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Ozone in the Atmosphere ; Chemical Destruction of Ozone in the Statosphere

Ozone is very rare in our atmosphere, averaging about three molecules of ozone for every 10 million air molecules. In spite of this small amount, ozone plays a vital role in the atmosphere.

Ozone is a form of oxygen that comprises three atoms (O3) rather than the two atoms (O2) found in ordinary molecular oxygen.

Ozone is mainly found in two regions of the Earth's atmosphere. Most ozone (about 90%) resides in a layer between 20 and 30 kilometers (12 and 18 miles) above the Earth's surface. This region of the atmosphere is part of the stratosphere. Within the stratosphere, the level of maximum concentration is at about 25 km (15 miles) where the ozone concentration is 10 ppm (parts per million); that is, for every one million molecules, 10 are ozone molecules. The ozone in this region is commonly known as the ozone layer. It is important to realize that although we refer to this region of higher ozone concentrations as the ozone layer, ozone makes up only a small percentage the gas molecules in ozone layer (10 out of 1 million). The fact that there is so little ozone naturally in the stratosphere is one reason we are concerned about human activities that deplete stratospheric ozone, as this ozone is beneficial for life. The other region of elevated ozone concentration happens just above the ground surface and is mainly the result of human activity. This ozone can be harmful and is considered pollution. The figure above shows how ozone is typically distributed in the atmosphere.

The ozone molecules in the upper atmosphere (stratosphere) and the lower atmosphere (troposphere) are chemically identical, because they all consist of three oxygen atoms and have the chemical formula O3. However, they have very different roles in the atmosphere and very different effects on humans and other living beings. Stratospheric ozone (sometimes referred to as "good ozone") plays a beneficial role by absorbing most of the biologically damaging ultraviolet sunlight (called UV-B), allowing only a small amount to reach the Earth's surface. The absorption of ultraviolet radiation by ozone creates a source of heat, which actually forms the stratosphere itself (a region in which the temperature rises as one goes to higher altitudes). Ozone thus plays a key role in the temperature structure of the Earth's atmosphere. Without the filtering action of the ozone layer, more of the Sun's UV-B radiation would penetrate the atmosphere and would reach the Earth's surface. Many experimental studies of plants and animals and clinical studies of humans have shown the harmful effects of excessive exposure to UV-B radiation.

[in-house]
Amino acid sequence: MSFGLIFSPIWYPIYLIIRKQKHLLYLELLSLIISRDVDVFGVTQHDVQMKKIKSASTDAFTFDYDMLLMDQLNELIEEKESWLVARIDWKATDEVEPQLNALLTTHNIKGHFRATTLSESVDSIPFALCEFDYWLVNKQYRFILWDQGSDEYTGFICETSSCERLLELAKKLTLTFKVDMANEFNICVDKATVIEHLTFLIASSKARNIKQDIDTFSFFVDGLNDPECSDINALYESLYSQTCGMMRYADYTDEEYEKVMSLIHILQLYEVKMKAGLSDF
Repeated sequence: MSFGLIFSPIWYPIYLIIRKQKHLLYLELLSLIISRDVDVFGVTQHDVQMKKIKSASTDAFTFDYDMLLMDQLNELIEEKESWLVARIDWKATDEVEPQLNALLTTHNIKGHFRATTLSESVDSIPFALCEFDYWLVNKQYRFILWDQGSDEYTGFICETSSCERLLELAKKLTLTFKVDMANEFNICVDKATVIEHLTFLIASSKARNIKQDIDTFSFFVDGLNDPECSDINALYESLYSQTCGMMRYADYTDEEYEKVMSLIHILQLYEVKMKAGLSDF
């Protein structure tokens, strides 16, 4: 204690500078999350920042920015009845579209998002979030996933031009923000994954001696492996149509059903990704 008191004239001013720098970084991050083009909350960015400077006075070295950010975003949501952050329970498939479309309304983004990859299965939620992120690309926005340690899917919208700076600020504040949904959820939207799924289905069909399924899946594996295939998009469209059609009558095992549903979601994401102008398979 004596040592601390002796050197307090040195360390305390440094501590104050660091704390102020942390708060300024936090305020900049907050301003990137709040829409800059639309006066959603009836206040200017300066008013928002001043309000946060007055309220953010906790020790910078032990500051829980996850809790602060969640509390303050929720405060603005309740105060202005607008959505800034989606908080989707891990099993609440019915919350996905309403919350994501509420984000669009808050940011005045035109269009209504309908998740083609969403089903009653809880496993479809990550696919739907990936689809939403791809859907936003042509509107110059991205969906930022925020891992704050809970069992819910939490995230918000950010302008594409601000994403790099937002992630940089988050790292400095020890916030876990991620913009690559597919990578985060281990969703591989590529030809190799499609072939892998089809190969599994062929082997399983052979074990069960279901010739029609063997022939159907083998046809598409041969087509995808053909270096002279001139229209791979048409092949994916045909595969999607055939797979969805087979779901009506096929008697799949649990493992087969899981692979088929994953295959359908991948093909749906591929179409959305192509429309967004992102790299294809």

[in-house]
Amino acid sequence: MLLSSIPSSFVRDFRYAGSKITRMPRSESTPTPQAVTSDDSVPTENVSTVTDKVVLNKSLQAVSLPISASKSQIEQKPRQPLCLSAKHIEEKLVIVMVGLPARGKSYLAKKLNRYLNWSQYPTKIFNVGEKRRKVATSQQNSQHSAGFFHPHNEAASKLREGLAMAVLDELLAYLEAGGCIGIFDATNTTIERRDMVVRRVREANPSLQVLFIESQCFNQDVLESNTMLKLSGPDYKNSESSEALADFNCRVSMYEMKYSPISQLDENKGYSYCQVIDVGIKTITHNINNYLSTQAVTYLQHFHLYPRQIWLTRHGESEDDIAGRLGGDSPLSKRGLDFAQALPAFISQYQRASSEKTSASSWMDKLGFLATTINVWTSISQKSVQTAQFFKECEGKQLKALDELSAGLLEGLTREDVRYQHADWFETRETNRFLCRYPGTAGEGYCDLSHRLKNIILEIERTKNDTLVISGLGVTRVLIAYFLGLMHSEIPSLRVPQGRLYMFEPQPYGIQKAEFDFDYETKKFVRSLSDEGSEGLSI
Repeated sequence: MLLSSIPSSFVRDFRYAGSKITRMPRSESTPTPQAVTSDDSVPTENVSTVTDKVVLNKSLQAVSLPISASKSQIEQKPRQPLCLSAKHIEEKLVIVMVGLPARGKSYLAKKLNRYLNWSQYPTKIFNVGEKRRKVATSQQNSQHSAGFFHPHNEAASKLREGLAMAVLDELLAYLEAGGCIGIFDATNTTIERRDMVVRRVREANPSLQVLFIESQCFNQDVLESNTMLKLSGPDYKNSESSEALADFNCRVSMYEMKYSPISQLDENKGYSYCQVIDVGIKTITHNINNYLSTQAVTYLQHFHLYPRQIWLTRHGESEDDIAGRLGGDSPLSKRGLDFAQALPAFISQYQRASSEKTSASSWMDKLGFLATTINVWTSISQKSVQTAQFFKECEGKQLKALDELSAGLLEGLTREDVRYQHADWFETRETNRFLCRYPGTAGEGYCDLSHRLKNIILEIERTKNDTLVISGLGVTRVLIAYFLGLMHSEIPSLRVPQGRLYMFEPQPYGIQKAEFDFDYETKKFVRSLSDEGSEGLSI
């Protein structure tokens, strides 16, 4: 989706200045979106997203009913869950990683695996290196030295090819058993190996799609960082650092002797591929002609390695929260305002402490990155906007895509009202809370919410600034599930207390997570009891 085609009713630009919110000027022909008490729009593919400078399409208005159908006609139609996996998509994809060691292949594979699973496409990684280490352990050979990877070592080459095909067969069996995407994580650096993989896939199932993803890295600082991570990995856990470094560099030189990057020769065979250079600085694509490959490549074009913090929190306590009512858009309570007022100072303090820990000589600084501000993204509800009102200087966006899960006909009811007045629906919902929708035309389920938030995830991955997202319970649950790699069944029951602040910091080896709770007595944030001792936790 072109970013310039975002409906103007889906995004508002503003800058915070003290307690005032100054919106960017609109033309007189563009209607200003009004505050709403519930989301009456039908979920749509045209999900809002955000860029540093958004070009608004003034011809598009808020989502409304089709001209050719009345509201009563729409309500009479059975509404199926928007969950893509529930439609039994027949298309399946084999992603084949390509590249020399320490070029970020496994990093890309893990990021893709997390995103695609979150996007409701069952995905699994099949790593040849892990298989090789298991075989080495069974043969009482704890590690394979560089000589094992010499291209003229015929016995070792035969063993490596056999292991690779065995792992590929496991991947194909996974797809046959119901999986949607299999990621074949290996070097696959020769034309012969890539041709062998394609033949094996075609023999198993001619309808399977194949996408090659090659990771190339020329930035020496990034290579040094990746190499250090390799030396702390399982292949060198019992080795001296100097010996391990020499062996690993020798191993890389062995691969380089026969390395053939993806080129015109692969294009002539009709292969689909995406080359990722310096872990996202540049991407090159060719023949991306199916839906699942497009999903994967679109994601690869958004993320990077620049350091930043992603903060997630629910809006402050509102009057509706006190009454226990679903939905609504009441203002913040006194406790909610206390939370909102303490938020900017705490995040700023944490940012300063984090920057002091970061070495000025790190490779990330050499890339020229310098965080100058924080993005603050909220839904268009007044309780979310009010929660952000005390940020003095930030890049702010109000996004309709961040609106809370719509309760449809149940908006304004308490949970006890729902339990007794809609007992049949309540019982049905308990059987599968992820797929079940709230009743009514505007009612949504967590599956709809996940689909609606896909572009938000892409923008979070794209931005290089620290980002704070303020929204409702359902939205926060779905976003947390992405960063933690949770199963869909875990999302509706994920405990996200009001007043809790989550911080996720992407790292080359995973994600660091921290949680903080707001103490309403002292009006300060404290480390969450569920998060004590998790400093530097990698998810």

Because ozone is toxic to humans and many other animals and plants, ozone near the ground surface is sometimes referred to as "bad ozone". Naturally, very little ozone is present near the Earth's surface. But, due to human activities, harmful concentrations can develop under certain conditions. The process that creates ozone near the ground is known as photochemical smog. It occurs when vehicle exhaust, other industrial chemicals, and abundant sunlight mix together in a complicated series of chemical reactions. This can be a very big problem in large cities in the summertime. Los Angeles, Phoenix, and Washington D.C. are examples of cities where ozone concentrations sometimes reach dangerously high levels. The national weather service will issue ozone warnings when ozone levels become dangerously high near the ground. The rest of this page concerns only stratospheric ozone and the issue of possible depletion of stratospheric ozone due to human activity.

Summary for Stratospheric Ozone Depletion

If you are interested, more detailed information about ozone depletion and the Antarctic ozone hole is provided by US Environmental Protection Agency Ozone Home Page.

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